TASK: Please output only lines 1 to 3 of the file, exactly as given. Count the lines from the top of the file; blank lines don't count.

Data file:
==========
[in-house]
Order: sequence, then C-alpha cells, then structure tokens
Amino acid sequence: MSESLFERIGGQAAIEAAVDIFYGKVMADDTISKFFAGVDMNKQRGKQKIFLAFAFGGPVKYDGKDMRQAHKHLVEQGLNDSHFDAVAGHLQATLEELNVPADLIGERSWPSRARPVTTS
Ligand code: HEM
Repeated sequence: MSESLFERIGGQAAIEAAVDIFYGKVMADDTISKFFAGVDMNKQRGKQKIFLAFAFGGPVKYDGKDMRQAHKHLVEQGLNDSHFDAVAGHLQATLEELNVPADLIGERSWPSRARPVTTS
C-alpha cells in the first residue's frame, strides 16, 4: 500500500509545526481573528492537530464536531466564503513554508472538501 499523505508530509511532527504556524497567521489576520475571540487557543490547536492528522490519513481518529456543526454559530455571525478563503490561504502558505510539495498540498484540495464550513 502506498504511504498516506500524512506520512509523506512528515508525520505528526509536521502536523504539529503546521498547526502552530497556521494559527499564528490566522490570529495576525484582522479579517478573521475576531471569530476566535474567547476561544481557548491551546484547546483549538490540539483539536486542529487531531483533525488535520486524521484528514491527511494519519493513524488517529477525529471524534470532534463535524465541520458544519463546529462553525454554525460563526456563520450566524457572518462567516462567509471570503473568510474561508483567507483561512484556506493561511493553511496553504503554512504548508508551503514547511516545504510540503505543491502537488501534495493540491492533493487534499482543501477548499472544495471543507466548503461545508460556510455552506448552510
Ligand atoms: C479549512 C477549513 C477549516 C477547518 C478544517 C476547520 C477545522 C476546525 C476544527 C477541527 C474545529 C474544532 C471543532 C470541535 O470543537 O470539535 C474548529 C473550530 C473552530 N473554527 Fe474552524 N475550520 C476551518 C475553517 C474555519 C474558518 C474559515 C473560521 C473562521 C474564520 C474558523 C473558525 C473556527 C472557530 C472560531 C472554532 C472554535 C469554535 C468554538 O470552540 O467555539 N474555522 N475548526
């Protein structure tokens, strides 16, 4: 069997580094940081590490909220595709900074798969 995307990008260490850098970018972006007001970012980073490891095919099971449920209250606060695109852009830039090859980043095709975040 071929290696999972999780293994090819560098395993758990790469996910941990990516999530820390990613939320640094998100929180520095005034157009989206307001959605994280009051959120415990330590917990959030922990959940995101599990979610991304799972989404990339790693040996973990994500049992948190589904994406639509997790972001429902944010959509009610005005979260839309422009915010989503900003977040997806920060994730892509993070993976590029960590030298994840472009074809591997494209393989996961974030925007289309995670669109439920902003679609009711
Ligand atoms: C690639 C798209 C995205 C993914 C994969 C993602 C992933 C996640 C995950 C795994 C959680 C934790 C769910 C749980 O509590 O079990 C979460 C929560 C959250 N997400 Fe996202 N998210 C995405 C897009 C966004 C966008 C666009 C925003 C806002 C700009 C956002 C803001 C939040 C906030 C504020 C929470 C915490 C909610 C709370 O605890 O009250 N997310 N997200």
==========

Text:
[in-house]
Order: sequence, then C-alpha cells, then structure tokens
Amino acid sequence: MSESLFERIGGQAAIEAAVDIFYGKVMADDTISKFFAGVDMNKQRGKQKIFLAFAFGGPVKYDGKDMRQAHKHLVEQGLNDSHFDAVAGHLQATLEELNVPADLIGERSWPSRARPVTTS